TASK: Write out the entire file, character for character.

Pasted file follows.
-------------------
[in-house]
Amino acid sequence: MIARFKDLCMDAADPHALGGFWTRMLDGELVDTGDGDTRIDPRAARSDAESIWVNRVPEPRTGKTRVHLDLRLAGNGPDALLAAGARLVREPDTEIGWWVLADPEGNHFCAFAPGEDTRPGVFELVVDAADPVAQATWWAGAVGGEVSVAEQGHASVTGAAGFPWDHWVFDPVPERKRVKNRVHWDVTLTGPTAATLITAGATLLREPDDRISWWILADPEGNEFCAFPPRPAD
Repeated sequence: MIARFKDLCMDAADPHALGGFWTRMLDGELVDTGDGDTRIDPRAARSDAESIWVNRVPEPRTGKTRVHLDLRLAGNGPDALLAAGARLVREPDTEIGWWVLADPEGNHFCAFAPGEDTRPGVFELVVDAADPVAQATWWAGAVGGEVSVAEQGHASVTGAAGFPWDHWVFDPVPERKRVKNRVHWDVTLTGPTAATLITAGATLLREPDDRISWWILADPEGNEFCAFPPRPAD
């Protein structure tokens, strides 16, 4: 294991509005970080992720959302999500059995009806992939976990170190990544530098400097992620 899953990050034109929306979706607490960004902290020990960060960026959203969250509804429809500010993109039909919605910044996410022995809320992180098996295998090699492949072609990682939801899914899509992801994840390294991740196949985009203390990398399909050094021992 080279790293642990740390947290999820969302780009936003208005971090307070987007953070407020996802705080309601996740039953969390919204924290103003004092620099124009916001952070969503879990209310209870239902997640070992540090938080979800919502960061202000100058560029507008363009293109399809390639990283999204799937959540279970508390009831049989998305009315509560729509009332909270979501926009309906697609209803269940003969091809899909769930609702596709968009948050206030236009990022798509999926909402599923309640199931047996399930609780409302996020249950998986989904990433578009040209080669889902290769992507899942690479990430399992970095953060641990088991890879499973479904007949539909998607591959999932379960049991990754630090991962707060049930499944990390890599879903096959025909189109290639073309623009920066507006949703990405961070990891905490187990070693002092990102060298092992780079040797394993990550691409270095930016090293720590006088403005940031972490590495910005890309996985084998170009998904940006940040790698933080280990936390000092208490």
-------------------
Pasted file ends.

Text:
[in-house]
Amino acid sequence: MIARFKDLCMDAADPHALGGFWTRMLDGELVDTGDGDTRIDPRAARSDAESIWVNRVPEPRTGKTRVHLDLRLAGNGPDALLAAGARLVREPDTEIGWWVLADPEGNHFCAFAPGEDTRPGVFELVVDAADPVAQATWWAGAVGGEVSVAEQGHASVTGAAGFPWDHWVFDPVPERKRVKNRVHWDVTLTGPTAATLITAGATLLREPDDRISWWILADPEGNEFCAFPPRPAD
Repeated sequence: MIARFKDLCMDAADPHALGGFWTRMLDGELVDTGDGDTRIDPRAARSDAESIWVNRVPEPRTGKTRVHLDLRLAGNGPDALLAAGARLVREPDTEIGWWVLADPEGNHFCAFAPGEDTRPGVFELVVDAADPVAQATWWAGAVGGEVSVAEQGHASVTGAAGFPWDHWVFDPVPERKRVKNRVHWDVTLTGPTAATLITAGATLLREPDDRISWWILADPEGNEFCAFPPRPAD
């Protein structure tokens, strides 16, 4: 294991509005970080992720959302999500059995009806992939976990170190990544530098400097992620 899953990050034109929306979706607490960004902290020990960060960026959203969250509804429809500010993109039909919605910044996410022995809320992180098996295998090699492949072609990682939801899914899509992801994840390294991740196949985009203390990398399909050094021992 080279790293642990740390947290999820969302780009936003208005971090307070987007953070407020996802705080309601996740039953969390919204924290103003004092620099124009916001952070969503879990209310209870239902997640070992540090938080979800919502960061202000100058560029507008363009293109399809390639990283999204799937959540279970508390009831049989998305009315509560729509009332909270979501926009309906697609209803269940003969091809899909769930609702596709968009948050206030236009990022798509999926909402599923309640199931047996399930609780409302996020249950998986989904990433578009040209080669889902290769992507899942690479990430399992970095953060641990088991890879499973479904007949539909998607591959999932379960049991990754630090991962707060049930499944990390890599879903096959025909189109290639073309623009920066507006949703990405961070990891905490187990070693002092990102060298092992780079040797394993990550691409270095930016090293720590006088403005940031972490590495910005890309996985084998170009998904940006940040790698933080280990936390000092208490």